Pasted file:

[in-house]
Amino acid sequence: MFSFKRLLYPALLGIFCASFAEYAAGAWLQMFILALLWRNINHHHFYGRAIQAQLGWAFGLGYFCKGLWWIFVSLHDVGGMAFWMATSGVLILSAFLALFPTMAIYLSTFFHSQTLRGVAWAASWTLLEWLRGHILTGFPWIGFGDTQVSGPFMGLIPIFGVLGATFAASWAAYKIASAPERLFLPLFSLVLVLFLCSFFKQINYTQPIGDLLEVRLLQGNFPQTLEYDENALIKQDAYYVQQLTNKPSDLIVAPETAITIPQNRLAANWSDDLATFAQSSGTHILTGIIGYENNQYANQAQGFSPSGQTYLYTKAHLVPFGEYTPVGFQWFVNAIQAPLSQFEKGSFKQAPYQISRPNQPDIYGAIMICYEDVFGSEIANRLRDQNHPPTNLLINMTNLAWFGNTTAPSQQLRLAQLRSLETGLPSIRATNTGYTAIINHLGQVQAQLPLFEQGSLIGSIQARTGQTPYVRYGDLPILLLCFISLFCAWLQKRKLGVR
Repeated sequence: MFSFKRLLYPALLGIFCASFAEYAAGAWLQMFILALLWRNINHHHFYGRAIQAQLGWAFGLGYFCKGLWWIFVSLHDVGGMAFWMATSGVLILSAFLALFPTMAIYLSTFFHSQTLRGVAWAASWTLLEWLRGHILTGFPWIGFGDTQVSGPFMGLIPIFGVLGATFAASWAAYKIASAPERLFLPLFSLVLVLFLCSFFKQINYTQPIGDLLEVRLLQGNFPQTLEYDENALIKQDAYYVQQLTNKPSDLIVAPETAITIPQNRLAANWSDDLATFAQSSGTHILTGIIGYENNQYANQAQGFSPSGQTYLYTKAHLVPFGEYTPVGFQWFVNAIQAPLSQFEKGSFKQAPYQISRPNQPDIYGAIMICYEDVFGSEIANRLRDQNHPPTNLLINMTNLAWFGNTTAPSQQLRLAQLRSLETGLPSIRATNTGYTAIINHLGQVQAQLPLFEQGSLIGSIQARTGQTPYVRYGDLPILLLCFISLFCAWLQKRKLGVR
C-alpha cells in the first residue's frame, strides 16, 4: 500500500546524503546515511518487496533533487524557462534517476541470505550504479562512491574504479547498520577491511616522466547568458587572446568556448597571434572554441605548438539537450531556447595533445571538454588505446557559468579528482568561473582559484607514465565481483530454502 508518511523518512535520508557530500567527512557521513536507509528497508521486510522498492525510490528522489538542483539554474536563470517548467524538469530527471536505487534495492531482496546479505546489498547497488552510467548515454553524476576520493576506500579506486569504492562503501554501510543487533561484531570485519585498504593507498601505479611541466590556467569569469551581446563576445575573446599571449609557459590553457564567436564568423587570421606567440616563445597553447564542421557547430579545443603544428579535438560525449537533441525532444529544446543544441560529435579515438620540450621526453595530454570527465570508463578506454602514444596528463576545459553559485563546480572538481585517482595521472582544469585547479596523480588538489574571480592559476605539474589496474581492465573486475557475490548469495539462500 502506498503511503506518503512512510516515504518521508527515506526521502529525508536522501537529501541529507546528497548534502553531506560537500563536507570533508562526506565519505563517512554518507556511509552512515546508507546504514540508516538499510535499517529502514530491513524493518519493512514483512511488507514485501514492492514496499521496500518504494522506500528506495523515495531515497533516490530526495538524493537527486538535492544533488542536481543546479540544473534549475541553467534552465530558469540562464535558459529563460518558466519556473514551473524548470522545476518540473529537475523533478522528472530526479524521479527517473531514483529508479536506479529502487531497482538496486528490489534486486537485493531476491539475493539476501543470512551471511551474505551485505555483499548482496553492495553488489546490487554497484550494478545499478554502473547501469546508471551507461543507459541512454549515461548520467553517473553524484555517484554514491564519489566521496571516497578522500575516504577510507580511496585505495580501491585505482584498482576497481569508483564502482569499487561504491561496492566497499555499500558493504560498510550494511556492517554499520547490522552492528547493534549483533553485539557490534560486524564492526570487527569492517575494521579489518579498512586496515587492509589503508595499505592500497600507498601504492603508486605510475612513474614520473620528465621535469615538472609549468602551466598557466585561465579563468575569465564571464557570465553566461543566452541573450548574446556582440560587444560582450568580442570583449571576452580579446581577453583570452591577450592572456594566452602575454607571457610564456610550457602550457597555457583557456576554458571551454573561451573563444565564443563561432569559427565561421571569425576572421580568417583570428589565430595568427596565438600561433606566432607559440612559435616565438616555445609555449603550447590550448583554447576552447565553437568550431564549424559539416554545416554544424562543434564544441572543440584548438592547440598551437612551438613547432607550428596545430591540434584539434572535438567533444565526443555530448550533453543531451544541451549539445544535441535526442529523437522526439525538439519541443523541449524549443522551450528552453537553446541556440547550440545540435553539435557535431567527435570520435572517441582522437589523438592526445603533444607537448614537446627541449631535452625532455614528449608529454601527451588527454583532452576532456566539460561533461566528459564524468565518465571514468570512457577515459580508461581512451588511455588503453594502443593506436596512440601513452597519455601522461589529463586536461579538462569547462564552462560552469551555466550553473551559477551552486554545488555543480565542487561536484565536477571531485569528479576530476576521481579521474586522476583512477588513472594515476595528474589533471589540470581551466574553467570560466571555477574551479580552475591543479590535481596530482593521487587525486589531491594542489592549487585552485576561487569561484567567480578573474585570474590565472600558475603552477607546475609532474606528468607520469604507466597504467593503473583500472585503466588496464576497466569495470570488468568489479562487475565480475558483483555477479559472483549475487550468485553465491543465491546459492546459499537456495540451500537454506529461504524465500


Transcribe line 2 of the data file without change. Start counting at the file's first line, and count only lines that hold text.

Amino acid sequence: MFSFKRLLYPALLGIFCASFAEYAAGAWLQMFILALLWRNINHHHFYGRAIQAQLGWAFGLGYFCKGLWWIFVSLHDVGGMAFWMATSGVLILSAFLALFPTMAIYLSTFFHSQTLRGVAWAASWTLLEWLRGHILTGFPWIGFGDTQVSGPFMGLIPIFGVLGATFAASWAAYKIASAPERLFLPLFSLVLVLFLCSFFKQINYTQPIGDLLEVRLLQGNFPQTLEYDENALIKQDAYYVQQLTNKPSDLIVAPETAITIPQNRLAANWSDDLATFAQSSGTHILTGIIGYENNQYANQAQGFSPSGQTYLYTKAHLVPFGEYTPVGFQWFVNAIQAPLSQFEKGSFKQAPYQISRPNQPDIYGAIMICYEDVFGSEIANRLRDQNHPPTNLLINMTNLAWFGNTTAPSQQLRLAQLRSLETGLPSIRATNTGYTAIINHLGQVQAQLPLFEQGSLIGSIQARTGQTPYVRYGDLPILLLCFISLFCAWLQKRKLGVR